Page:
advantage. The village is of considerable size, and is inhabited
chiefly by persons connected with the business of the port'.
With the completion of the new
pier, New Quay started to grow with the building of new streets
including Rock Street, Mason Street and the upper part of Church
Street. The New Quay Harbour Company were now able to charge a fee for
the importation - and export of almost all supplies. The tariffs were
posted on enamel signs on view to all. These included five shillings
for every marble tombstone or monument, one shilling for every
hundredweight of gunpowder, one shilling and six pence for every ton of
salt, five shillings for a pianoforte, one shilling for a bath chair,
two pence for a ton of culm, and one shilling for a hundred 'cocoanuts'.
photo on the right shows the original enamel tariff boards
before they were removed and restored in recent years. They can now be
seen on the wall of the Sailing Club on the pier preserved in cases
under glass. My thanks to Toby Clempson for the
By 1851, New Quay had a population of 1236 which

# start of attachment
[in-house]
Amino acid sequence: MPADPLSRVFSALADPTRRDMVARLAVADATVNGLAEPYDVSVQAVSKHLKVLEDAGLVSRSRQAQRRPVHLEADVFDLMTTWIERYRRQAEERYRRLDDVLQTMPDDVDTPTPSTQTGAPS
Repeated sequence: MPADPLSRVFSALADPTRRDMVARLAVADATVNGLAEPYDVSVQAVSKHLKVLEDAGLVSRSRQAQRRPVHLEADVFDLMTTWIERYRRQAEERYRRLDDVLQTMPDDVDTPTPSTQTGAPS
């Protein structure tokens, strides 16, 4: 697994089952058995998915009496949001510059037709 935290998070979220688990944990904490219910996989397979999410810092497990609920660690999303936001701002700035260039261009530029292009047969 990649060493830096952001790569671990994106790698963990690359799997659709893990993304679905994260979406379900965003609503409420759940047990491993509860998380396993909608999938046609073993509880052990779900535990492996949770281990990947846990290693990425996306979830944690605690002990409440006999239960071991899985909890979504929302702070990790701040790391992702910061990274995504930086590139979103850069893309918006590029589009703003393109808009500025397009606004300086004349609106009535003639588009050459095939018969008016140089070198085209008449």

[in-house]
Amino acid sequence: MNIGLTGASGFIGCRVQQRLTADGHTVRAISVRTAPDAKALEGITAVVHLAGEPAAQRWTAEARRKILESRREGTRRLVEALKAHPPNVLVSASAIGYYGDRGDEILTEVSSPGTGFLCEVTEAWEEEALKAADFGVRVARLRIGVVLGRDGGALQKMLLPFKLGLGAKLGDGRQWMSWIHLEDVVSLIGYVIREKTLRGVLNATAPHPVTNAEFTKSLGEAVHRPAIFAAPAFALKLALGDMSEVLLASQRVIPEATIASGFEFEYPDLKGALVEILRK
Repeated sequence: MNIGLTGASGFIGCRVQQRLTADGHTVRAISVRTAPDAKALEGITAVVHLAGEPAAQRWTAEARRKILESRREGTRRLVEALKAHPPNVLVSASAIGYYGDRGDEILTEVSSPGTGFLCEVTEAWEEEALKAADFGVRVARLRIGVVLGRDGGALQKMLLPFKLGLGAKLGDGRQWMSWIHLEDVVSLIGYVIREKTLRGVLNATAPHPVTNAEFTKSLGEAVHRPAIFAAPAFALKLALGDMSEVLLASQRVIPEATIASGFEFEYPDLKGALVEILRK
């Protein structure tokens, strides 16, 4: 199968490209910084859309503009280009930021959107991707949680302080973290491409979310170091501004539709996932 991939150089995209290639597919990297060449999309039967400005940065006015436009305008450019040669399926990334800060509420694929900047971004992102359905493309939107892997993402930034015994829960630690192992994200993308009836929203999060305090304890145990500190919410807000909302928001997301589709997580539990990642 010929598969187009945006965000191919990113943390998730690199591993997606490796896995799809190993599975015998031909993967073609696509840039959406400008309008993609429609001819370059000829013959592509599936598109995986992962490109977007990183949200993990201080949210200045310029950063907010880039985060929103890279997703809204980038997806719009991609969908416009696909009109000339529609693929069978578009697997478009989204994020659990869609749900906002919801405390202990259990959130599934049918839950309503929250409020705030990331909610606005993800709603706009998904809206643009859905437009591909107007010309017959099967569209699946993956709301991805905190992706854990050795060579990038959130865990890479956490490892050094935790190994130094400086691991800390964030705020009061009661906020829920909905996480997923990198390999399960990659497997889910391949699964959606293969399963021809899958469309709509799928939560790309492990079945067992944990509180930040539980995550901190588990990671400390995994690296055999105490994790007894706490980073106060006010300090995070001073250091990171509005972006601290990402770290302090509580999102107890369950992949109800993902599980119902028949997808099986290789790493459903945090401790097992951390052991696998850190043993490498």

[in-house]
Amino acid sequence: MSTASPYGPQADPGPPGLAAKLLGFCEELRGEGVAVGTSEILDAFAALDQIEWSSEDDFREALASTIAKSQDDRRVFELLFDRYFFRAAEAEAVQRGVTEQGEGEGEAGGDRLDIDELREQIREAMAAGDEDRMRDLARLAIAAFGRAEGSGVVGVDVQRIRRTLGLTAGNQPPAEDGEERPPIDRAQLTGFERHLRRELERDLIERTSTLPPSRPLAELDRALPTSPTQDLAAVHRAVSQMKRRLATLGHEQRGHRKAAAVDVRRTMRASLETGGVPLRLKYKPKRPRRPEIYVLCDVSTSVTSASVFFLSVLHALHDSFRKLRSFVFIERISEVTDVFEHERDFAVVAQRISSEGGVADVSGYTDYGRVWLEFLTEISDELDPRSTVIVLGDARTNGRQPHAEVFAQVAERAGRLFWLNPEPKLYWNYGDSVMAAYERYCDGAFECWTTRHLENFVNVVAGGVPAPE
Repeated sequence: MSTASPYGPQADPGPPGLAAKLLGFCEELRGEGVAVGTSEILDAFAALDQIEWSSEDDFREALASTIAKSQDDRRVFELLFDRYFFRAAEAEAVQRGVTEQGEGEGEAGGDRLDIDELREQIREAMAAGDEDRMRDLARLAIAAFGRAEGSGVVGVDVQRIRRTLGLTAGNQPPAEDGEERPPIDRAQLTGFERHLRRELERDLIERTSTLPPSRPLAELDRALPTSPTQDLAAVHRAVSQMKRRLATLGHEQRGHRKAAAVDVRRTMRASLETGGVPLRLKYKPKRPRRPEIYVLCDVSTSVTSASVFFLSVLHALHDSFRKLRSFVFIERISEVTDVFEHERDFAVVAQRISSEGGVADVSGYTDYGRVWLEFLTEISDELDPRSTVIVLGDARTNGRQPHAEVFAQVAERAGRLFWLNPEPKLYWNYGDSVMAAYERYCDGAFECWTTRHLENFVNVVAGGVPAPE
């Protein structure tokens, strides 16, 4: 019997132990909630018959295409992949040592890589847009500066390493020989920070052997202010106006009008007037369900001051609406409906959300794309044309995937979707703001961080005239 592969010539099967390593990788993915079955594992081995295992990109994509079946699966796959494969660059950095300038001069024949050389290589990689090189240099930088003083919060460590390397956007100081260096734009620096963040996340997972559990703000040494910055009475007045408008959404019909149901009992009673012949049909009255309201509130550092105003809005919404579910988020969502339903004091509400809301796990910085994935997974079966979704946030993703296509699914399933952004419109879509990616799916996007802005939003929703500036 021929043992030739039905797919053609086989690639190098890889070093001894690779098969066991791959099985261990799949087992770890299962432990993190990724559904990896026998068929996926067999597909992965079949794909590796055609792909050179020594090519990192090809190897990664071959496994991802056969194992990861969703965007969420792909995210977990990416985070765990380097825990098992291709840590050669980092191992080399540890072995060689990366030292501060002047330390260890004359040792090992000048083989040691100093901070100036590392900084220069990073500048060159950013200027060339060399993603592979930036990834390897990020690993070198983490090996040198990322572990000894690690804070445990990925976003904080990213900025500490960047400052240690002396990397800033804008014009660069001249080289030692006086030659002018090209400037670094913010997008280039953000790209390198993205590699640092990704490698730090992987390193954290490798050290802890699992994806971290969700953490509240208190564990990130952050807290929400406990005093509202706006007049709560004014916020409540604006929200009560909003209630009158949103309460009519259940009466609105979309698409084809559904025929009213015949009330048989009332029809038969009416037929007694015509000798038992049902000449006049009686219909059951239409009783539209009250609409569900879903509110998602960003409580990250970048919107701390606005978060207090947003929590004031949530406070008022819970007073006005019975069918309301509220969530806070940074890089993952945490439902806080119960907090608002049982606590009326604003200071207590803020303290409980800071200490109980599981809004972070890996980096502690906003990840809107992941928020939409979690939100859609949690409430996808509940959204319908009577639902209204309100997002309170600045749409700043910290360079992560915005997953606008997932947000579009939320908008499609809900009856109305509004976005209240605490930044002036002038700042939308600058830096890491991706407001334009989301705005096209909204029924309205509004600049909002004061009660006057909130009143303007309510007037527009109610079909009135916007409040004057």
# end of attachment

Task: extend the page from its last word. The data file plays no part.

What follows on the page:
included 8 Blacksmiths, 6 Masons, 3 Weavers, 9 shoemakers, 1 painter
and 1 doctor. There were very few family names in New Quay at this time
with three names making up more than half the population. These were
Davies (68 Heads of household), Evans (50), and Jones (46). Most of the
others were Thomas, Williams and Phillips.
right: Wool spinning
in New Quay
this time, the majority of houses in New Quay were built of clom with
thatched roofs. Often twisted ropes were used under the thatch
reflecting the maritime tradition of the area. Such a 'Bwthyn Clom' had
walls which may have been stone up to breast height, but which were
topped with clom (cob in England). Clom is a mixture of straw, sand,
clay and water which may have included cow manure, horse hair and
houses made of stone and with slate roofs started to appear in New Quay
after the construction of the new pier, many thatched properties in the
area survived for at least the next fifty years. for A.G. Bradley wrote
in 1903 in 'Highways and Byways of South Wales' that the cottages of
Ceredigion were "The quaintest and most picturesque in the
world - the roof is a thing of joy and a work of art which throws the